“What I’ve learned is that when they wrote that clause into the Constitution that during discussion they said very clearly that their greatest fear was that should the federal government ever own vast amounts of land in a state it would awe the state into obedience,” Gardner said in a recent interview. “That argument, original intent, I would call it, has never been presented either back in Sagebrush Rebellion I or Sagebrush Rebellion II. So I feel that is quite important.”

Gardner spells out his arguments in a 46-page white paper that he hands out when speaking to groups on this land issue.

As the nation expanded and acquired more unappropriated lands, Gardner explains, it was the practice that the government would dispose of the land, but as time went on this became less the case.

“Over the years, as I come back and look at this, I come to realize we had a lot more good arguments against the federal government’s continued control of these lands,” Gardner says, noting that one of them is how federal agencies can claim so much of the land in Nevada and not afford people their constitutional rights?

Gardner relates that James Madison wrote in 1787 that Elbridge Gerry raised concerns about giving Congress exclusive power over purchased lands, saying “that this power might be made use of to enslave any particular state by buying up its territory, and that the strongholds proposed would be a means of awing the state into an undue obedience to the general government.”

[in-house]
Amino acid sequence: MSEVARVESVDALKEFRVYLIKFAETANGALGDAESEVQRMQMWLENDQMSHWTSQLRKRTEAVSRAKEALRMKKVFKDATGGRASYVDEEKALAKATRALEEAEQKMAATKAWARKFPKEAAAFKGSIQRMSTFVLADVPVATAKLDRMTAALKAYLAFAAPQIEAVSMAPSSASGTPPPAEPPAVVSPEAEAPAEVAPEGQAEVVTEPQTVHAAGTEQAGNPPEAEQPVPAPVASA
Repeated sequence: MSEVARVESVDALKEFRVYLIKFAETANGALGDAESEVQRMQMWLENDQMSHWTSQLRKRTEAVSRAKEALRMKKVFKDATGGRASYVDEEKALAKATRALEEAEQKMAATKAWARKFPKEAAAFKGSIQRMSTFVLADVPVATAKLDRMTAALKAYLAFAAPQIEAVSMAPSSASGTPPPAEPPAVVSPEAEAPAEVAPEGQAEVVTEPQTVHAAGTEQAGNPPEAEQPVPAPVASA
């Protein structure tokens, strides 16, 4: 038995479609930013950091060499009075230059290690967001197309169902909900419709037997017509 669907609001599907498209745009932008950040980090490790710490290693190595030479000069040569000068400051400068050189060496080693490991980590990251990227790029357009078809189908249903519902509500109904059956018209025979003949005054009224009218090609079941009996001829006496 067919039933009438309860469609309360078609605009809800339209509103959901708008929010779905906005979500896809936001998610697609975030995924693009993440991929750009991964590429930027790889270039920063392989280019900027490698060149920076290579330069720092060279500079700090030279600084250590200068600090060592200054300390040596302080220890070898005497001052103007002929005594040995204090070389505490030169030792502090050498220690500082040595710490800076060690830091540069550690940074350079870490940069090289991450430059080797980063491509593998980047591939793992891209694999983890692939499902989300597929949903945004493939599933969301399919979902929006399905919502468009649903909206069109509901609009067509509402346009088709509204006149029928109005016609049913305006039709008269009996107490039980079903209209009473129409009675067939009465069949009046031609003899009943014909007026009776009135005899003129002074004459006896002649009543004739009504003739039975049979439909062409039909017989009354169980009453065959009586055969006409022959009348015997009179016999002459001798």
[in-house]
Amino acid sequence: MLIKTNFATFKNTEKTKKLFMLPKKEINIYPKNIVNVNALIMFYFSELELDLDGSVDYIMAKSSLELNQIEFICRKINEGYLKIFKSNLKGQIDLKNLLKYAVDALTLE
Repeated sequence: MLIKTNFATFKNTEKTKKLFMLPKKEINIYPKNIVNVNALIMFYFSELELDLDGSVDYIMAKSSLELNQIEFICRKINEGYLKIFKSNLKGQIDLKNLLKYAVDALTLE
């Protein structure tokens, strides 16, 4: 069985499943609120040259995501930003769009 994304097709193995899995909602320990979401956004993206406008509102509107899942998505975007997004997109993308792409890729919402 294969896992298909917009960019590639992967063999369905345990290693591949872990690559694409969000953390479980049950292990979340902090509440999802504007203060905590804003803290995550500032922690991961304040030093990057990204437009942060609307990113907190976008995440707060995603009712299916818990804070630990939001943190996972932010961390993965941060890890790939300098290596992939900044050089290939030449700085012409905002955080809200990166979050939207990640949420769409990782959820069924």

Delegate Rufus King moved to add the phrase “by consent of the legislatureof the state.” It passed unanimously.

So, if the drafters of the Constitution deemed it necessary to prevent Congress exerting undue influence by purchasing land, is it any less undue influence by retaining 85 percent of the land in a given state?

With the exception of the Nevada Test Site, few of the federal land acquisitions have been with the consent of the Legislature.

A version of this column appeared a year ago in the Battle Born Media newspapers — The Ely Times, the Mesquite Local News, the Mineral County Independent-News, the Eureka Sentinel and the Lincoln County Record — and the Elko Daily Free Press.

What is the law of the land when it comes to public lands in Nevada?

Cliven Bundy. (Getty Images)

Now that the federal standoff with Cliven Bundy over his grazing cattle on public lands without paying grazing fees is at a hiatus, perhaps it is time to once again look at a couple of aspects of the legal arguments.

Bundy claims the federal government is wrongly claiming land that should be controlled by the state of Nevada and/or Clark County.